Deadly attacks against Kurds in Turkey continue

Neither Kurdish nor Jewish lives seem to matter much to the Turkish government.

KURDISH PROTESTERS set fire to a barricade set up to block the street as they fight with riot police in Diyarbakir in southeastern Turkey (photo credit: REUTERS)
KURDISH PROTESTERS set fire to a barricade set up to block the street as they fight with riot police in Diyarbakir in southeastern Turkey
(photo credit: REUTERS)
Since December 27, six Kurdish civilians – Yasin Ozer, 19, Baris Dalmis, 15, Zeki Alar, 32, Musa Azma, 16, Umit Kurt, 14, and Nihat Kazanhan, 12 – have been killed in the Kurdish province of Sirnak in Turkey. Only one of these victims was not a teenager – unless you count Nihat Kazanhan, who had not yet even become a teenager and who now will never be one.
And these deaths happened not during an armed conflict between the PKK and the Turkish army, but rather while a so-called “peace process” is taking place between the Justice and Development Party (AKP) government and the Kurdistan Workers’ Party (PKK) leader, Abdullah Ocalan, who is incarcerated in Imrali Prison.
The Dicle News Agency reported on December 27 that security forces, individuals in civilian dress, purportedly some members of the Hur Dava, or Free Cause Party, which is an Islamist party, and various sharpshooters opened fire indiscriminately on the residents of the Nur neighborhood of the Cizre town of Sirnak.
The dead that day included Yasin Ozer, 19, Baris Dalmis, 15, and Zeki Alar, 32. At least 10 were wounded.
The Human Rights Association (IHD) in Sirnak reported that “special operations units and a group of civilians led by an armored police vehicle and accompanied by sharpshooters located on the top floor of the provincial directorate of culture attacked civilians in their homes in the Nur neighborhood.”
The report added, “In both this incident and other incidents, police intervened wantonly and frequently with pepper gas and without showing the least regard for women, children, shopkeepers, or civilians. The police shooting randomly destroyed any kind of public order. Police vehicles played loud, aggressive marches, such as ‘I’ll die for you, Turkey.’ They often stress Turkishness, while making degrading insults about Kurds. This provokes people and paves the way for further incidents.”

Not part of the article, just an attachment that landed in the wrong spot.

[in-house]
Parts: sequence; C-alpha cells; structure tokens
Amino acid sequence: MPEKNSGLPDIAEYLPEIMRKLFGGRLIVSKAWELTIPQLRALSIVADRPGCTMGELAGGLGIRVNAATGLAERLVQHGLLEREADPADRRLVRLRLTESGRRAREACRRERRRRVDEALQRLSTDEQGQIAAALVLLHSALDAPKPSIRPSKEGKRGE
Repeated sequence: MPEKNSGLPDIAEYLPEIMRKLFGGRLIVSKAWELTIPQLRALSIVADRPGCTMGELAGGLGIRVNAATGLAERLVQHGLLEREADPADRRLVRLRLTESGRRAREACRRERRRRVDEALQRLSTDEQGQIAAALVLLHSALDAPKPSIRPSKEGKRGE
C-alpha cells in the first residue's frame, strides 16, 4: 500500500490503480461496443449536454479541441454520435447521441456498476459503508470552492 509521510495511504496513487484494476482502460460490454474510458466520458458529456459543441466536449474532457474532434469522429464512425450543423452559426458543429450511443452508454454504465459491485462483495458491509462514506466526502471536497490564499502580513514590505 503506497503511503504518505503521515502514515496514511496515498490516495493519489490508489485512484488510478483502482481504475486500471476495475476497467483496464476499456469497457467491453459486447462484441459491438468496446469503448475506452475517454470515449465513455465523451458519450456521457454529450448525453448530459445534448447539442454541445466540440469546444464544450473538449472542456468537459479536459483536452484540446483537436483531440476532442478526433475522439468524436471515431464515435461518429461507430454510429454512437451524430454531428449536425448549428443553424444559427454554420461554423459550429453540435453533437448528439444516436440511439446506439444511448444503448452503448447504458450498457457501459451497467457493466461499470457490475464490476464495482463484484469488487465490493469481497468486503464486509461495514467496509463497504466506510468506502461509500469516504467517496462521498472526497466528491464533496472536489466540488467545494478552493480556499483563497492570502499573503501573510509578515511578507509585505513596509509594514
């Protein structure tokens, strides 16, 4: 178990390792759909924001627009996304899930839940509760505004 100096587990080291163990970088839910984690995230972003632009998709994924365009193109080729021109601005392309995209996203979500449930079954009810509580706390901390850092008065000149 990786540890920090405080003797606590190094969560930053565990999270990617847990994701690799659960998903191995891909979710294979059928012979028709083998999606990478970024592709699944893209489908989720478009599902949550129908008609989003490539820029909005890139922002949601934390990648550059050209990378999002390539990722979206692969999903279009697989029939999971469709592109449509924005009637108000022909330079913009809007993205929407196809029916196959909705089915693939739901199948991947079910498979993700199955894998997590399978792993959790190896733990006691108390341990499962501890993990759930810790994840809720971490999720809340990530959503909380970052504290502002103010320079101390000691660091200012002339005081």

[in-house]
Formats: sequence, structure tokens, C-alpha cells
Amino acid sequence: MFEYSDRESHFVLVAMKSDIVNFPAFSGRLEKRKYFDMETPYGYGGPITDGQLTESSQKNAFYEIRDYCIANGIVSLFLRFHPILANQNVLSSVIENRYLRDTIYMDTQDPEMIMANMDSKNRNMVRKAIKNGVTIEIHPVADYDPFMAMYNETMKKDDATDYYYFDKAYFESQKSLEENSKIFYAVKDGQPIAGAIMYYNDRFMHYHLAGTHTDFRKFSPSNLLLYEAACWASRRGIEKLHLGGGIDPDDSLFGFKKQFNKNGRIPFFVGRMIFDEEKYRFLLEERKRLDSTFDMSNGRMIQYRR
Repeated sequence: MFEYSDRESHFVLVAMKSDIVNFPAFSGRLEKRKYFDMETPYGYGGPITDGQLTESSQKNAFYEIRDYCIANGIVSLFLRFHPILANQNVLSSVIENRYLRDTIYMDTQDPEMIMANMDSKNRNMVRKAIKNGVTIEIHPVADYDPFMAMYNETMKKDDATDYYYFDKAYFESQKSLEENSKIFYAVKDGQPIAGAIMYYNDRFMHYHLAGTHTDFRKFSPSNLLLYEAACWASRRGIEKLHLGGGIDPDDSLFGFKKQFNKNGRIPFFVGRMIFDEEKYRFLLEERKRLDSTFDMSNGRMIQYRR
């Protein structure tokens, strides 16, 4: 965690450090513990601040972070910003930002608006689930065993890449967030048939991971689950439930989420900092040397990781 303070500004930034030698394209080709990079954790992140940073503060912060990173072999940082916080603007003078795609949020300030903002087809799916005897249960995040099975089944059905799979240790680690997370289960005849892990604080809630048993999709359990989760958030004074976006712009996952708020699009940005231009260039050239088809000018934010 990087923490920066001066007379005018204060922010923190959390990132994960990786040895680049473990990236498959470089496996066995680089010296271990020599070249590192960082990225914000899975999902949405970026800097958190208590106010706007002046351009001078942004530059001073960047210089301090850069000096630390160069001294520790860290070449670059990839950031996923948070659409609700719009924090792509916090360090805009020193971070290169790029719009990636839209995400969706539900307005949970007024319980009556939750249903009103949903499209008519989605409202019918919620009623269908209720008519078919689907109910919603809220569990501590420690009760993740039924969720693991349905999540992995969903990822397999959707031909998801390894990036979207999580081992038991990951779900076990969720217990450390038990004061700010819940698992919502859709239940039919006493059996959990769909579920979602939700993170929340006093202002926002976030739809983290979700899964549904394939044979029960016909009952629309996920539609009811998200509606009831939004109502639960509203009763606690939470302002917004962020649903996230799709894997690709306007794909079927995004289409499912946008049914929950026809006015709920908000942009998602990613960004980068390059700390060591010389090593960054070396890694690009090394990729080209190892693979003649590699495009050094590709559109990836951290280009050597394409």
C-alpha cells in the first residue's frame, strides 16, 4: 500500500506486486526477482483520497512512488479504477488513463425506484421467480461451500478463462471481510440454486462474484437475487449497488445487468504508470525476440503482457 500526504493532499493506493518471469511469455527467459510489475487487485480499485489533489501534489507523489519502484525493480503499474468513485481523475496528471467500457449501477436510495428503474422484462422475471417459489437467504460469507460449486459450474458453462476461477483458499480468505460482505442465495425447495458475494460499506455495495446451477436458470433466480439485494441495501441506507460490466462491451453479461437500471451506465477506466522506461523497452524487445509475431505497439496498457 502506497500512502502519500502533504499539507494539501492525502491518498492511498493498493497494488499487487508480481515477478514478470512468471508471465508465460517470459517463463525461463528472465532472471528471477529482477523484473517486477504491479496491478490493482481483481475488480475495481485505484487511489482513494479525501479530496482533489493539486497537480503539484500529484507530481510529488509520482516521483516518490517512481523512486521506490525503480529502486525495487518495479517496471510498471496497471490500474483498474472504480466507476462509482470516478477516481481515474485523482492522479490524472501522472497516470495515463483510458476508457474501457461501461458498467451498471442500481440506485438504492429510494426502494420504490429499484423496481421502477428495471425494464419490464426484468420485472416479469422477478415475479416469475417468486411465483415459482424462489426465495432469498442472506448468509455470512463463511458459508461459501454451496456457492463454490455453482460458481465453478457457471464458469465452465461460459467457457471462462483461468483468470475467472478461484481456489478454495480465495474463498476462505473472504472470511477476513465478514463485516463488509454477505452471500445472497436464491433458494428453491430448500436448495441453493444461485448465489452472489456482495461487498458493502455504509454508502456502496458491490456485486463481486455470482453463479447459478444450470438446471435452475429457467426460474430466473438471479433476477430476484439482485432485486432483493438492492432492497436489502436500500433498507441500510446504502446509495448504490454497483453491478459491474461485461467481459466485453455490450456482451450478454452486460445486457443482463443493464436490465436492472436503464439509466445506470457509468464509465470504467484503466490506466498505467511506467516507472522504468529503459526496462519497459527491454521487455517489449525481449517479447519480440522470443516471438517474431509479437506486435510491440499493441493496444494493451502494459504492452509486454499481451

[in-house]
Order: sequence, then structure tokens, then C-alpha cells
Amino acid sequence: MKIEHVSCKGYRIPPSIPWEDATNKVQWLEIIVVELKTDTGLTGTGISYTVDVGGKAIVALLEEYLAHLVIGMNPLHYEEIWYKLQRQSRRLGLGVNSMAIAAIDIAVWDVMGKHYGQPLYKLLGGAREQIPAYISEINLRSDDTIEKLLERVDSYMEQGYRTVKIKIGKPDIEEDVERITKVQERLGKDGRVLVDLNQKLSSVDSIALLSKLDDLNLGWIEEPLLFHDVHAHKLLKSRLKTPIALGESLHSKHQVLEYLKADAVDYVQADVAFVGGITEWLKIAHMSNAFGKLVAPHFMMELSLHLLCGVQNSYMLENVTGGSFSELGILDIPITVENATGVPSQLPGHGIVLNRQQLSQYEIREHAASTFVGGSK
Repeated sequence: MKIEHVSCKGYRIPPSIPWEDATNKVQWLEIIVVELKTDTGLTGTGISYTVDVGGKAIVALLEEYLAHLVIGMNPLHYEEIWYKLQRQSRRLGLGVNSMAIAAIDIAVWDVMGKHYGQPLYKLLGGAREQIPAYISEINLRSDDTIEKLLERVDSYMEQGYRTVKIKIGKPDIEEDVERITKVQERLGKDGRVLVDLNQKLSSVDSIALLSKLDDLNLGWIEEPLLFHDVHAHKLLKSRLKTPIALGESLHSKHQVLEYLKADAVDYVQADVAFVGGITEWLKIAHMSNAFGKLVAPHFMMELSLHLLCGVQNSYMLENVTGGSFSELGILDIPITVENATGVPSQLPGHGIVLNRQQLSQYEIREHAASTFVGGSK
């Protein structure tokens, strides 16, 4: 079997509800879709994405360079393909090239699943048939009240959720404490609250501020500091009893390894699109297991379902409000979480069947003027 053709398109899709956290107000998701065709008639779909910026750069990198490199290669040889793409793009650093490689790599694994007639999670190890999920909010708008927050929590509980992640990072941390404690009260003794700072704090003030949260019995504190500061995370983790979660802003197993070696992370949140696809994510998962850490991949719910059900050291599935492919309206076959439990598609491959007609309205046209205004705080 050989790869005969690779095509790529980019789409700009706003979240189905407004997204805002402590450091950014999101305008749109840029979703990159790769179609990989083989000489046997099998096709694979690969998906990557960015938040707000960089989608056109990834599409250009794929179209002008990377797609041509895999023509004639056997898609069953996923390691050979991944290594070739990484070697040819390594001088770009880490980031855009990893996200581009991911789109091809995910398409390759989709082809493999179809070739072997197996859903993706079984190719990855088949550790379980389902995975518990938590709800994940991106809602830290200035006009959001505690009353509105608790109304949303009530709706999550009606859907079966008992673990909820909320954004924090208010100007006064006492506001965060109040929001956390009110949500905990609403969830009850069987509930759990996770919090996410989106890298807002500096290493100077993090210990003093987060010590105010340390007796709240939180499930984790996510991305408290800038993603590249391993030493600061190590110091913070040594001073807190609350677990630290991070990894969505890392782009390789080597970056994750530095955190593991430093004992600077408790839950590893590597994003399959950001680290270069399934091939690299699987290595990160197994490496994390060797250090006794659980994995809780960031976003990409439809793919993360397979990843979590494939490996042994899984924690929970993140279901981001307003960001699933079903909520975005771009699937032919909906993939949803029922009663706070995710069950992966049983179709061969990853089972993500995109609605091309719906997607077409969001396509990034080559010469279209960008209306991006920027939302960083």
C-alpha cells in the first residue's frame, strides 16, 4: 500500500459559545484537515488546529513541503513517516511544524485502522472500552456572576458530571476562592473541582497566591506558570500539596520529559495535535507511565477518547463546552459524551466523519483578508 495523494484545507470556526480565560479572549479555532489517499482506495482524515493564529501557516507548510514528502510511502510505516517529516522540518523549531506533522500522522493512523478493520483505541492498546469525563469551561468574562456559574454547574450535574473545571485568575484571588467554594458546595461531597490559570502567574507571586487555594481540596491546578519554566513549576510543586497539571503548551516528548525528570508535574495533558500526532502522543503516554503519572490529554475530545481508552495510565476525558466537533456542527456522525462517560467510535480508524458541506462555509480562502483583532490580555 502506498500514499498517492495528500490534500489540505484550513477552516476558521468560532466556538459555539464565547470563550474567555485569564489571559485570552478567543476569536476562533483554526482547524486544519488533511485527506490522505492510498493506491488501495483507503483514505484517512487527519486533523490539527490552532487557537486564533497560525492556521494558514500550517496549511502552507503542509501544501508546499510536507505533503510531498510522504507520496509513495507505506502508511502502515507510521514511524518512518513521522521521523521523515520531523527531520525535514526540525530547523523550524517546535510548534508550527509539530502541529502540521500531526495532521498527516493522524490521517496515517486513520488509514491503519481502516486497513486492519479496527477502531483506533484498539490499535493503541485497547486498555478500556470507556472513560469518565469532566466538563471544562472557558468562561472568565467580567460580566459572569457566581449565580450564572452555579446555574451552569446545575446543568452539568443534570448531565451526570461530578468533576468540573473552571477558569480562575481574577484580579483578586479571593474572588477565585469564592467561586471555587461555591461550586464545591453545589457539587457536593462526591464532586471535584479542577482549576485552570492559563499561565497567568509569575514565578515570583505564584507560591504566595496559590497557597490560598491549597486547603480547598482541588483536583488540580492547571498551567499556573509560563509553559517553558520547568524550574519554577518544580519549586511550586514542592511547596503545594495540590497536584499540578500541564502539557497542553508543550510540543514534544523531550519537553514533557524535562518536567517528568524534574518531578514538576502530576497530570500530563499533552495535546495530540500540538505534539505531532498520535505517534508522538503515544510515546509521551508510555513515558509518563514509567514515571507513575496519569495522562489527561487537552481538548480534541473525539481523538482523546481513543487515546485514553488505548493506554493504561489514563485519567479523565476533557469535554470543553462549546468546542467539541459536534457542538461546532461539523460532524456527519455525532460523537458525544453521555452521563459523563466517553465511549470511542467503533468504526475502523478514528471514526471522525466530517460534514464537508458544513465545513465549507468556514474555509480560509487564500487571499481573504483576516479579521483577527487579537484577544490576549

The violent police crackdown on Kurdish activists left a youth dead in the Silopi town of Sirnak as well. To protest the deadly attacks in Cizre, activists in Silopi closed a local road to traffic on December 27. The police responded with gas bombs, pepper gas and live ammunition.
During the police crackdown, Musa Azma, 16, was shot by a police bullet while watching the incidents from the balcony of his house. Azma was treated in the intensive care unit for six days, but he died on January 3.
On January 6, Umit Kurt, 14, was shot dead by an armored police vehicle in Cizre. His father Abdullah Kurt said that his son lay bleeding for half an hour after being shot in the street.
Kurt also criticized the confidentiality order issued on the investigation launched about his son’s death, saying that “the confidentiality order means that the perpetrators will be acquitted.”
And on January 14, Nihat Kazanhan, 12, was shot in the head and died. His uncle, Yusuf Kazanhan, told Radikal Daily: “There had been no incidents in the neighborhood. Nihat went outside to meet with his friends. Some time later, we were informed that he had been shot and hospitalized. Witnesses said that an armored vehicle opened fire at Nihat while it was going through the beltway.”
And on January 15, Turkish Prime Minister Ahmet Davutoglu likened what he said were Israeli Prime Minister Benjamin Netanyahu’s “crimes against humanity” to the actions of the terrorists in Paris.
Ironically, however, Hamas does not allow a single Jew to live in Gaza and publicly calls for terrorism and genocide against the Jews. Also, Mahmoud Abbas’s Fatah party keeps praising terrorist attacks against Israeli civilians, but the authorities of both groups are hosted and supported by Turkey’s government, which considers itself to be an EU candidate, although it kills Kurdish civilians daily.
Peace between Israel and Gaza as well as the West Bank would be easy if only Palestinian leaders also wanted peace as much as the state of Israel does. It is hard to make peace with groups who openly state that they wish to see you dead.
Peace between Turkey and the Kurds, however, is harder, because Kurds are still being killed even during a so-called “peace process,” which was reportedly started between Abdullah Ocalan, the jailed leader of the PKK, and the AKP government in 2012.
This “peace process” has not improved the human rights of Kurds in Turkey. It has brought almost nothing but death and prison for them. During the violent conflicts between the PKK and the Turkish army, Kurdish civilians including children are murdered. And during the current “peace process,” nothing seems to have changed; Kurds are still murdered brutally. And no perpetrator is brought to justice, which leads the way for more violence and killings.
Faysal Sariyildiz, a Kurdish member of parliament for the Peoples’ Democratic Party (HDP), reported that, “During the last year, regarding the Kurdish issue, 3,490 people have been taken into custody, 880 people have been arrested and 25 people have lost their lives.”
Neither Kurdish nor Jewish lives seem to matter much to the Turkish government.
The writer is a Turkish journalist.